Send to

Choose Destination
See comment in PubMed Commons below
Cell Cycle. 2012 Jul 1;11(13):2467-75. doi: 10.4161/cc.20859. Epub 2012 Jul 1.

Activity of the selective IκB kinase inhibitor BMS-345541 against T-cell acute lymphoblastic leukemia: involvement of FOXO3a.

Author information

Laboratory of Preclinical and Surgical Studies, Rizzoli Orthopedic Institute, Bologna, Italy.


Several lines of evidence suggest that the IκB kinase (IKK)/nuclear factor-κB (NFκB) axis is required for viability of leukemic cells and is a predictor of relapse in T-cell acute lymphoblastic leukemia (T-ALL). Moreover, many anticancer agents induce NFκB nuclear translocation and activation of its target genes, which counteract cellular resistance to chemotherapeutic drugs. Therefore, the design and the study of IKK-specific drugs is crucial to inhibit tumor cell proliferation and to prevent cancer drug-resistance. Here, we report the anti-proliferative effects induced by BMS-345541 (a highly selective IKK inhibitor) in three Notch1-mutated T-ALL cell lines and in T-ALL primary cells from pediatric patients. BMS-345541 induced apoptosis and an accumulation of cells in the G 2/M phase of the cell cycle via inhibition of IKK/NFκB signaling. We also report that T-ALL cells treated with BMS-345541 displayed nuclear translocation of FOXO3a and restoration of its functions, including control of p21(Cip1) expression levels. We demonstrated that FOXO3a subcellular re-distribution is independent of AKT and ERK 1/2 signaling, speculating that in T-ALL the loss of FOXO3a tumor suppressor function could be due to deregulation of IKK, as has been previously demonstrated in other cancer types. It is well known that, differently from p53, FOXO3a mutations have not yet been found in human tumors, which makes therapeutics activating FOXO3a more appealing than others. For these features, BMS-345541 could be used alone or in combination with traditional therapies in the treatment of T-ALL.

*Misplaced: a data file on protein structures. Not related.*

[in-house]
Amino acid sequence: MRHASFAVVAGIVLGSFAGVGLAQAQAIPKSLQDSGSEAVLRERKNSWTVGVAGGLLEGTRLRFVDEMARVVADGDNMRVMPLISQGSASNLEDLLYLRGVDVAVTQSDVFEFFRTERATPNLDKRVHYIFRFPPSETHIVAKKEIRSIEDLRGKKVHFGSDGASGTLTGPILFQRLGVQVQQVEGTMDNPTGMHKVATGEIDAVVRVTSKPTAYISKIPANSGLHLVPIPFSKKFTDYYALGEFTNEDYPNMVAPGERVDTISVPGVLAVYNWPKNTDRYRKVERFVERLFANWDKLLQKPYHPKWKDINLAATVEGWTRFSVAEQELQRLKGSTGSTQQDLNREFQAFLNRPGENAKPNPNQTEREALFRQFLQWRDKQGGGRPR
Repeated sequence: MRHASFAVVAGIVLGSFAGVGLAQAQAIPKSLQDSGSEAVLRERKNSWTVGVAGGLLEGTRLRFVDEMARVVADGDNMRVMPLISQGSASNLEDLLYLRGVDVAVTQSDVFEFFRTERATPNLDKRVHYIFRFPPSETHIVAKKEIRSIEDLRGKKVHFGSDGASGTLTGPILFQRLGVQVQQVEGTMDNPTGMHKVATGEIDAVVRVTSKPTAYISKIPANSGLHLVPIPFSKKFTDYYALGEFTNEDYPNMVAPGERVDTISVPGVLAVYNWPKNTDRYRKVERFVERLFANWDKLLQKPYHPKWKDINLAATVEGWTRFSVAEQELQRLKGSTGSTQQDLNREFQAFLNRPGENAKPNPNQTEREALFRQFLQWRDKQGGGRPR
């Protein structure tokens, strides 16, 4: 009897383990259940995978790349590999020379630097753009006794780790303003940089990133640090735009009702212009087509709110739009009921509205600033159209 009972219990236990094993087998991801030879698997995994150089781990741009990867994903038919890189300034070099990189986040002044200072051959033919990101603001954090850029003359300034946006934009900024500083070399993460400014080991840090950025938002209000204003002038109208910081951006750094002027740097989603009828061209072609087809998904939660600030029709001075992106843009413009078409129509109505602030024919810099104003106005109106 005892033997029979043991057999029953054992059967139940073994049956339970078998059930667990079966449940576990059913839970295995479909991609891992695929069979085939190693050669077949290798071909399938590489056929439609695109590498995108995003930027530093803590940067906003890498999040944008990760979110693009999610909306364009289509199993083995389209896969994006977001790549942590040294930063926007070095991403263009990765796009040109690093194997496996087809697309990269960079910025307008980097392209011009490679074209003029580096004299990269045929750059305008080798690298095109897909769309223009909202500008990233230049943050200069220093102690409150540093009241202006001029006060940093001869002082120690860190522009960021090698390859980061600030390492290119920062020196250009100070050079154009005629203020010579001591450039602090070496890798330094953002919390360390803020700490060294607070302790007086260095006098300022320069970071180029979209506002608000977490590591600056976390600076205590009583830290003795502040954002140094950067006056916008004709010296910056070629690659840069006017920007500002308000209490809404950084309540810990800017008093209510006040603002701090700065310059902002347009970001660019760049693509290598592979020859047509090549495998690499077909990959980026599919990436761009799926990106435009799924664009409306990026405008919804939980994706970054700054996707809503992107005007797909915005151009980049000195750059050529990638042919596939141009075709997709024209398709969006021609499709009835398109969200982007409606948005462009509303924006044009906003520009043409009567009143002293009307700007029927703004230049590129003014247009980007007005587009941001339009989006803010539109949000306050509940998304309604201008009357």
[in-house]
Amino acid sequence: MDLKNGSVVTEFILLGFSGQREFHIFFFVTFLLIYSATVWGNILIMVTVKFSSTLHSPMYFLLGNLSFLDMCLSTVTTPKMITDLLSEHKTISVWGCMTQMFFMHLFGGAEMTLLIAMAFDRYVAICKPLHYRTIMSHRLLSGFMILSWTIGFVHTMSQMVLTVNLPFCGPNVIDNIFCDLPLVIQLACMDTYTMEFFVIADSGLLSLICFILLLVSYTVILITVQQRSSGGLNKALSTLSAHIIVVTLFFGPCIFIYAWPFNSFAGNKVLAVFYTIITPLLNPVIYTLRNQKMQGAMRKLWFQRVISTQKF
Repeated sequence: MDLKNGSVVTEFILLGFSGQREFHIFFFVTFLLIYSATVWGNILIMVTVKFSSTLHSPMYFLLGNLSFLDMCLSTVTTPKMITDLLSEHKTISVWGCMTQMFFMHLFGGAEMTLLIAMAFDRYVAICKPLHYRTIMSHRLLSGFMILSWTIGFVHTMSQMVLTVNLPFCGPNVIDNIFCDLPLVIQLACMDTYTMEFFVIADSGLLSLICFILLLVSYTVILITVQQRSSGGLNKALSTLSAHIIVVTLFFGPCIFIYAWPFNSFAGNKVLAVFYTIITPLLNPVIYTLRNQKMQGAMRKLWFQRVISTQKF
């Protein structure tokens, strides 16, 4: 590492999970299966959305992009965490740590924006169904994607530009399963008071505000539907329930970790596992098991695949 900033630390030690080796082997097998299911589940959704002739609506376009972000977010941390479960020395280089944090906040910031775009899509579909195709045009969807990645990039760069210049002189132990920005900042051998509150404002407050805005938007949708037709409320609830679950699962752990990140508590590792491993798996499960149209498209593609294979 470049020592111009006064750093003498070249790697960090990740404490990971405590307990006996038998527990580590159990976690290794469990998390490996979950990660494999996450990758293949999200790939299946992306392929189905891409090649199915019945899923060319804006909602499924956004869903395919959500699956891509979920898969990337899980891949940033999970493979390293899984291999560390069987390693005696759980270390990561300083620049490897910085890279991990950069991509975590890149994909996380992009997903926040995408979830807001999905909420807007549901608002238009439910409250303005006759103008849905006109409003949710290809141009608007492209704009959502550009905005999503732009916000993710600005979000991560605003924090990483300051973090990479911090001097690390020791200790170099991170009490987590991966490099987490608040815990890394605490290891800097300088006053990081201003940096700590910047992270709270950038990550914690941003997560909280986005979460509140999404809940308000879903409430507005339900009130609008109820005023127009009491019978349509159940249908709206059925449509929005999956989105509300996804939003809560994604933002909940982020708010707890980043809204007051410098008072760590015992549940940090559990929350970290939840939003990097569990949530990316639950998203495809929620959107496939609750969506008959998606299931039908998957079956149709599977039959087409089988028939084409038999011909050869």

[Indexed for MEDLINE]
PubMed Commons home

PubMed Commons


    Supplemental Content

    Full text links

    Icon for Taylor & Francis
    Loading ...
    Support Center